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States Show 'No Child' Progress

As report cards go, it is a spotty mix of promising and abysmal grades. But an independent review praises the states for progress given the scope of their assignment — putting in place the most sweeping education law in decades.

Most states have met or are at least on the way to meeting 75 percent of the major requirements of the No Child Left Behind law, according to the nonpartisan Education Commission of the States. That level of compliance has more than doubled over the last year.

Every state and the District of Columbia, for example, have a policy to ensure that students with disabilities are included when their schools test reading, math and science.

But not a single state is on pace to fulfill the law's requirement of having a measurable way to ensure a highly qualified teacher will be in every core academic class in 2005-06.

Overall, the states are doing well in areas of testing students and measuring yearly progress, but they're struggling with requirements designed to improve the teaching corps.

"The hardest work is yet to come," said Kathy Christie, vice president of the ECS Clearinghouse, the commission's research and information arm. "The toughest thing in all of this is going to be getting better at actually raising student achievement."

The 2001 law requires expanded standardized testing, more information and choices for parents, and public reporting of progress for every demographic group so the scores of struggling students aren't masked by school averages. Schools that get federal poverty aid but don't make enough yearly progress get help but also face mounting sanctions.

ECS, a Denver-based group that advises state leaders, graded states on 40 elements of the law, from how well parents get information to how well struggling schools get help.

The determination of whether a state is on track varies by topic. Some changes under the law were supposed to have happened already, while some have deadlines in coming years.

Among the findings:

  • 98 percent of states are on track to define what a "persistently dangerous" school means, a designation that allows students in such schools to transfer. But many states are revamping their definitions after criticisms that their standards were far too low.
  • 92 percent are on track to publicly report achievement data for all major groups of students, such as minority, poor, disabled and limited-English students.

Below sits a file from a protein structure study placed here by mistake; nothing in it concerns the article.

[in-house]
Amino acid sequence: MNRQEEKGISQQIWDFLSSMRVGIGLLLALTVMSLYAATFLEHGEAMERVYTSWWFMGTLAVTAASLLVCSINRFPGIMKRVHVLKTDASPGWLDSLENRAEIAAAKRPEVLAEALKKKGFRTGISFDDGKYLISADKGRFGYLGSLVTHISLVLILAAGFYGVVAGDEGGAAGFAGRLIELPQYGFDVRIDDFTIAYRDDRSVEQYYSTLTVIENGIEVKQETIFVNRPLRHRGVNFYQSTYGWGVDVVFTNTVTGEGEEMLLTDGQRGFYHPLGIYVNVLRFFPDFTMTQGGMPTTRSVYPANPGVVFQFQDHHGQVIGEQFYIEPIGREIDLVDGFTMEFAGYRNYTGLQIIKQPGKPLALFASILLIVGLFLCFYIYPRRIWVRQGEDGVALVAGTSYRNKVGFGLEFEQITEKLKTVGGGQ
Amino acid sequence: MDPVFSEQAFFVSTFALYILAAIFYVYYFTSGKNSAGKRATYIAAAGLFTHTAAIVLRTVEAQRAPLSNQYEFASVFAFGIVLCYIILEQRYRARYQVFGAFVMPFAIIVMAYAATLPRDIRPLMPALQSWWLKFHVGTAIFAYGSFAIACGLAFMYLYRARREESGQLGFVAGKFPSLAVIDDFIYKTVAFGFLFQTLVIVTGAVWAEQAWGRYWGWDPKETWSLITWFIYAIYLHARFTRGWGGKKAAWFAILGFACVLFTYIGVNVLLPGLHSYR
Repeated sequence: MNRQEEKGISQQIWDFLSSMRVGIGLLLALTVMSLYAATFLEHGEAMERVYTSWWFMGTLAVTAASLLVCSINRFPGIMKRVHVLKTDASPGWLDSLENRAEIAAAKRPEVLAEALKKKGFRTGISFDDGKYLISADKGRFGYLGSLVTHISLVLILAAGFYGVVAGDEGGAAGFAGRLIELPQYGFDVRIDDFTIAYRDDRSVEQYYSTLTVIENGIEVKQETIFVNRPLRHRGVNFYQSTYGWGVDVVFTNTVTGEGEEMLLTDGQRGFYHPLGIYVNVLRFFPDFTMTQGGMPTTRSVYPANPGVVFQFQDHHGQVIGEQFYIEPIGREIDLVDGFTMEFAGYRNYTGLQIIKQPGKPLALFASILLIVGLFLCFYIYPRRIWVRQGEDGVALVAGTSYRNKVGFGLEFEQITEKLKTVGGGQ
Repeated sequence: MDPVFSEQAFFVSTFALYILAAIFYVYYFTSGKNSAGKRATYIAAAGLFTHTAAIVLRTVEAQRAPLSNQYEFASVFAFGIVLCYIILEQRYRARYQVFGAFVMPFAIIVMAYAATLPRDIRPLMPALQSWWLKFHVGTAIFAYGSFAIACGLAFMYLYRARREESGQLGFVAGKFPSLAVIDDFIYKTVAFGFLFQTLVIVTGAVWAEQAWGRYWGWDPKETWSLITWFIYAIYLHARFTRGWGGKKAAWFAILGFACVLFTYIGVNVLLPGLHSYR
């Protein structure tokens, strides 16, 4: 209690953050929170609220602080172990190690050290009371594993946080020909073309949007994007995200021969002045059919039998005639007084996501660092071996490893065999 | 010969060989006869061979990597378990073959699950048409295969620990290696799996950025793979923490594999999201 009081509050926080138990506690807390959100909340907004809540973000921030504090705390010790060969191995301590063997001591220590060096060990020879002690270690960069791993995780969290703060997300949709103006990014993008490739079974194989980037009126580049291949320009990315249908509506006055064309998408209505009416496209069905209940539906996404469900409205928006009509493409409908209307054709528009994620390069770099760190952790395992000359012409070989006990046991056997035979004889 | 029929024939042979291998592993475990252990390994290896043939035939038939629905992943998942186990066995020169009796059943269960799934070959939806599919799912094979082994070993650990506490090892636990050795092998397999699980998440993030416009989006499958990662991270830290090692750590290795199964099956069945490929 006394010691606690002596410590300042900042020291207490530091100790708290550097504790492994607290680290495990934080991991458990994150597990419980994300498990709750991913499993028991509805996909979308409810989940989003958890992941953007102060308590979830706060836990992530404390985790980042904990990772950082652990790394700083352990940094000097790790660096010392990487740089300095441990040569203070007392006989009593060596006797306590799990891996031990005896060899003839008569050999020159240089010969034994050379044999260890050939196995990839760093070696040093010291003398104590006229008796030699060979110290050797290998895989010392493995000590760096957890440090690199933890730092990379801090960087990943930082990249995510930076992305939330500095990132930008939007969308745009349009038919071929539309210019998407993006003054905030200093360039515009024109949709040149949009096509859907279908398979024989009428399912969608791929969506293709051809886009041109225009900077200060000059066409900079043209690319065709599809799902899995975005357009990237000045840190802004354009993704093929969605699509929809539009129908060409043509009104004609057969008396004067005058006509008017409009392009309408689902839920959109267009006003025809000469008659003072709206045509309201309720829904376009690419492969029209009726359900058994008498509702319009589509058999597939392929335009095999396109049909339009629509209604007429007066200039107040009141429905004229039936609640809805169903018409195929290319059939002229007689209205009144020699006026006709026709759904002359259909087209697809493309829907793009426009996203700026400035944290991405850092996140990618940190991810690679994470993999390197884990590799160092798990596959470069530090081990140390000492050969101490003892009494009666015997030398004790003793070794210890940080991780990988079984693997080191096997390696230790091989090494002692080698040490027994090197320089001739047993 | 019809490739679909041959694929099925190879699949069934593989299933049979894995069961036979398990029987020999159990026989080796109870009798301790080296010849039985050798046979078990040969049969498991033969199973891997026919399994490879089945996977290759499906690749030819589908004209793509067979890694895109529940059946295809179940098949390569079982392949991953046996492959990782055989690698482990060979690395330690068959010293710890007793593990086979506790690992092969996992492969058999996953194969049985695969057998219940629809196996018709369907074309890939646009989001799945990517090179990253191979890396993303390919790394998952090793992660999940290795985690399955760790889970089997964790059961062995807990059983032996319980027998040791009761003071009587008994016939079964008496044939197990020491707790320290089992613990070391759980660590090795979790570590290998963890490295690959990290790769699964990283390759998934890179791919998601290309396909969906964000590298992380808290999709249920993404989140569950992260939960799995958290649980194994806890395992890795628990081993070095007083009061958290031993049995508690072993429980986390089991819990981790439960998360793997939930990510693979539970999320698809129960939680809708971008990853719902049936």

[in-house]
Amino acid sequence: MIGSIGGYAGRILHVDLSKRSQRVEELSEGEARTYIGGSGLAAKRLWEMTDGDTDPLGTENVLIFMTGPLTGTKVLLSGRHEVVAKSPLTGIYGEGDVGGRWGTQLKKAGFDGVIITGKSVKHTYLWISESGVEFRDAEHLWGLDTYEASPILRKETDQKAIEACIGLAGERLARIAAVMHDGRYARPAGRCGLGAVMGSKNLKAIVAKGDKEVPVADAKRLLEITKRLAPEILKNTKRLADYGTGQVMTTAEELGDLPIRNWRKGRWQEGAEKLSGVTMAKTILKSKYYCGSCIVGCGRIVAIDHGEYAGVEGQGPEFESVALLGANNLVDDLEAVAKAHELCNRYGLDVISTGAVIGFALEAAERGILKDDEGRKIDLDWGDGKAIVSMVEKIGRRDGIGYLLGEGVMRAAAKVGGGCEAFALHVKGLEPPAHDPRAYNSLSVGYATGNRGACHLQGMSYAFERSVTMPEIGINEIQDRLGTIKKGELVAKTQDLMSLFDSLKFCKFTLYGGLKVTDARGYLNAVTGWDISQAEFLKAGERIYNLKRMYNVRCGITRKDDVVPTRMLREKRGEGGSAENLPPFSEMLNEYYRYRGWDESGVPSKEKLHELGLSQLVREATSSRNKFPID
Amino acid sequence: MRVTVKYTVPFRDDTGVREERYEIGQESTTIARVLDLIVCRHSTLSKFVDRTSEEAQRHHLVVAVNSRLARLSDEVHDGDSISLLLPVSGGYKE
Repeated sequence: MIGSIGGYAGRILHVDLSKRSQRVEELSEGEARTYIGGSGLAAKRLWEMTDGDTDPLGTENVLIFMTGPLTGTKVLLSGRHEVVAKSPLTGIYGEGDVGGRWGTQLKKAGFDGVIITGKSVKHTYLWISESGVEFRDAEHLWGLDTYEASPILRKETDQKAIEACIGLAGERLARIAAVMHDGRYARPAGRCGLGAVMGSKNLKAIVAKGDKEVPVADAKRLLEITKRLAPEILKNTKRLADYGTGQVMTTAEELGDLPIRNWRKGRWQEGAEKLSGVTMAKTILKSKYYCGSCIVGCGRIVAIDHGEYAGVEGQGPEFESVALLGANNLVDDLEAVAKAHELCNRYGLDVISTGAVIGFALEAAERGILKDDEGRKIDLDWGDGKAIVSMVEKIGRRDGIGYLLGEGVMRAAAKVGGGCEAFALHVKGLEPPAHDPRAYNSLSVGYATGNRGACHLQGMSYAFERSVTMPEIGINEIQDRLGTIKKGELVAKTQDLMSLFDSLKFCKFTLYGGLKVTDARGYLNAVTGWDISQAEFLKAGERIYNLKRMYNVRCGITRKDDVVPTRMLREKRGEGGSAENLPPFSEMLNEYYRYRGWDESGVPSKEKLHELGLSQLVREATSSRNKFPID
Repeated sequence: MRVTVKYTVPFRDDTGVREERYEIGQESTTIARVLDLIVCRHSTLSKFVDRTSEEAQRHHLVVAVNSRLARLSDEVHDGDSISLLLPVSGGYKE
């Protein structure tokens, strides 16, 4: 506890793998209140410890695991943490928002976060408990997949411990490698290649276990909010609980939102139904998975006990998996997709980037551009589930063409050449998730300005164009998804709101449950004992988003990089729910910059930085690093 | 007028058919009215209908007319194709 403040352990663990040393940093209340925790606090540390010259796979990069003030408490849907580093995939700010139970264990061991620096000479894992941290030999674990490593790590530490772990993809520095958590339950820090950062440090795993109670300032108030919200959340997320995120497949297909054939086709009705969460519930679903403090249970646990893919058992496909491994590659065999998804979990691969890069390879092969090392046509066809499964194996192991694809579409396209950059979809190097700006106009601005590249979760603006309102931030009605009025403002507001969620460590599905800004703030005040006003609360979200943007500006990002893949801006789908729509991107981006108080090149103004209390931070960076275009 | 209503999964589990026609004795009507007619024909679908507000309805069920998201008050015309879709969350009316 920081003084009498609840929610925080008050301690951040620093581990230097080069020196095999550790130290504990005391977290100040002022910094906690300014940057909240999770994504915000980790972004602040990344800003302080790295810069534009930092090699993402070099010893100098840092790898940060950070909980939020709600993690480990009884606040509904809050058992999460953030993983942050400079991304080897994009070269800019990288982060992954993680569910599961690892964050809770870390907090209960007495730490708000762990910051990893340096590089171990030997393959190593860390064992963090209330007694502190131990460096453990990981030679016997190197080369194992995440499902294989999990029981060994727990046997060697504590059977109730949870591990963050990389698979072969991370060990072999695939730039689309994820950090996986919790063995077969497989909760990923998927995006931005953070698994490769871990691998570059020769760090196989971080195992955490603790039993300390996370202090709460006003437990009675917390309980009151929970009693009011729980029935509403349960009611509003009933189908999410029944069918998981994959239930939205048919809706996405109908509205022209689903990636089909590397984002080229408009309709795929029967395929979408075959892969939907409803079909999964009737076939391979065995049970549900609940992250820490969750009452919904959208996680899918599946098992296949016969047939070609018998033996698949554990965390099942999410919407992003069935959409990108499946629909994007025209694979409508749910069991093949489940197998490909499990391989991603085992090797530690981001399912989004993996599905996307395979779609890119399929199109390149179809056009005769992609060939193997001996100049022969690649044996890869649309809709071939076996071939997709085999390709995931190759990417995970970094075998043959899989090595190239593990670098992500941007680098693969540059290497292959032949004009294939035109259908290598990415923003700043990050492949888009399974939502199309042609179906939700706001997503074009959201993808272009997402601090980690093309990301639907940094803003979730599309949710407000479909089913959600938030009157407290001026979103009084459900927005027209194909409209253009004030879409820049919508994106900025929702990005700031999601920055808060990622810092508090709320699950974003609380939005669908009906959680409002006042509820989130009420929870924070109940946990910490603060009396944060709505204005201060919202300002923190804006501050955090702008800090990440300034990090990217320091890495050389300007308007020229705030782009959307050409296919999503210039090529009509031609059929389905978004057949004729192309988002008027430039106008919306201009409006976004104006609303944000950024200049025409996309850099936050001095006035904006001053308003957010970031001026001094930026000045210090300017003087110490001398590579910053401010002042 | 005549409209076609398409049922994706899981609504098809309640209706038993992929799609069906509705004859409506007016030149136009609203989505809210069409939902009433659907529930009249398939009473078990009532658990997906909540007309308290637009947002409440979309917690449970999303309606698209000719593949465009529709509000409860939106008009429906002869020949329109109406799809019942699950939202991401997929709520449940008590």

• 65 percent are on track to set clear, substantial expectations for students so that all of them are at grade level in reading and math no later than 2013-14.
  • 53 percent are on track to identify which schools are in need of improvement before the next school year begins so that parents have time to understand their options.
  • 45 percent are on track to provide the promised "scientifically based" help to schools that have been targeted for improvement or more serious corrective action.
  • 22 percent are on track to make new and current elementary, middle and secondary teachers of core subjects demonstrate that they are competent in their subjects.

    In perspective, Christie said, the effort by the states is encouraging. Not since the 1970s, when the government passed landmark acts to help disabled children and prevent sexual discrimination, have states gotten so active in response to a federal law, the report says.

    State progress is also clear in the way the debate is shifting, said Ray Simon, assistant secretary of elementary and secondary education. School leaders are focusing less on forms and funding and more on getting students up to grade level, he said.

    The report's recommendations include redefining how progress is measured so schools and districts can track the success of the same students over time, not just different students each year. ECS also calls for states to get rid of systems that allow veteran teachers to be deemed highly qualified under standards that aren't rigorous.

    By Ben Feller

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